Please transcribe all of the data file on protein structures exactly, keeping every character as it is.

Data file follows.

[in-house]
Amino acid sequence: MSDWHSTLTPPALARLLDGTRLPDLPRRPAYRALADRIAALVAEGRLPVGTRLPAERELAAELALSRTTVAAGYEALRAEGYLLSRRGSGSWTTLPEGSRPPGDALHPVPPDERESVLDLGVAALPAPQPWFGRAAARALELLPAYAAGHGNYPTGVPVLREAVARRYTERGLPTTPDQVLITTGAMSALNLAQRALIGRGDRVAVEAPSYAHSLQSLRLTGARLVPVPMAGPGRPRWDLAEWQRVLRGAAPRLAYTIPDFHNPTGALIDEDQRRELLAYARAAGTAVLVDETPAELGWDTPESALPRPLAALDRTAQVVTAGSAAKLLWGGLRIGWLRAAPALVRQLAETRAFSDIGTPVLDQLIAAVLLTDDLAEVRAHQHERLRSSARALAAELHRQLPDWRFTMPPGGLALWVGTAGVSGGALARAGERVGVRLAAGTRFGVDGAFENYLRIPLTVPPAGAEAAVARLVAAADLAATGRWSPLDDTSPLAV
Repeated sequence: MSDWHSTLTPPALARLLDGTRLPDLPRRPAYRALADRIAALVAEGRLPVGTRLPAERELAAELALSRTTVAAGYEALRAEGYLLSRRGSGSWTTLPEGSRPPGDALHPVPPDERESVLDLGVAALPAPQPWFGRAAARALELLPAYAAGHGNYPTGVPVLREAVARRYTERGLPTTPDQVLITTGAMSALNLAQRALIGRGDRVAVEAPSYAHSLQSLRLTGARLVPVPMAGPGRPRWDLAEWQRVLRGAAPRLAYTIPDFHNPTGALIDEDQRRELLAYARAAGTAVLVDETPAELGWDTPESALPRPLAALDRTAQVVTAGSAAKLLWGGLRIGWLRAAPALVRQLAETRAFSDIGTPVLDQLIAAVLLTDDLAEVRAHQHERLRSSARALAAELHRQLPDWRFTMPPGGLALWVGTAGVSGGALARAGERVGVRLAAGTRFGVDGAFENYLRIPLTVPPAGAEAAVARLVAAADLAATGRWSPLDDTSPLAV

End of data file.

[in-house]
Amino acid sequence: MSDWHSTLTPPALARLLDGTRLPDLPRRPAYRALADRIAALVAEGRLPVGTRLPAERELAAELALSRTTVAAGYEALRAEGYLLSRRGSGSWTTLPEGSRPPGDALHPVPPDERESVLDLGVAALPAPQPWFGRAAARALELLPAYAAGHGNYPTGVPVLREAVARRYTERGLPTTPDQVLITTGAMSALNLAQRALIGRGDRVAVEAPSYAHSLQSLRLTGARLVPVPMAGPGRPRWDLAEWQRVLRGAAPRLAYTIPDFHNPTGALIDEDQRRELLAYARAAGTAVLVDETPAELGWDTPESALPRPLAALDRTAQVVTAGSAAKLLWGGLRIGWLRAAPALVRQLAETRAFSDIGTPVLDQLIAAVLLTDDLAEVRAHQHERLRSSARALAAELHRQLPDWRFTMPPGGLALWVGTAGVSGGALARAGERVGVRLAAGTRFGVDGAFENYLRIPLTVPPAGAEAAVARLVAAADLAATGRWSPLDDTSPLAV
Repeated sequence: MSDWHSTLTPPALARLLDGTRLPDLPRRPAYRALADRIAALVAEGRLPVGTRLPAERELAAELALSRTTVAAGYEALRAEGYLLSRRGSGSWTTLPEGSRPPGDALHPVPPDERESVLDLGVAALPAPQPWFGRAAARALELLPAYAAGHGNYPTGVPVLREAVARRYTERGLPTTPDQVLITTGAMSALNLAQRALIGRGDRVAVEAPSYAHSLQSLRLTGARLVPVPMAGPGRPRWDLAEWQRVLRGAAPRLAYTIPDFHNPTGALIDEDQRRELLAYARAAGTAVLVDETPAELGWDTPESALPRPLAALDRTAQVVTAGSAAKLLWGGLRIGWLRAAPALVRQLAETRAFSDIGTPVLDQLIAAVLLTDDLAEVRAHQHERLRSSARALAAELHRQLPDWRFTMPPGGLALWVGTAGVSGGALARAGERVGVRLAAGTRFGVDGAFENYLRIPLTVPPAGAEAAVARLVAAADLAATGRWSPLDDTSPLAV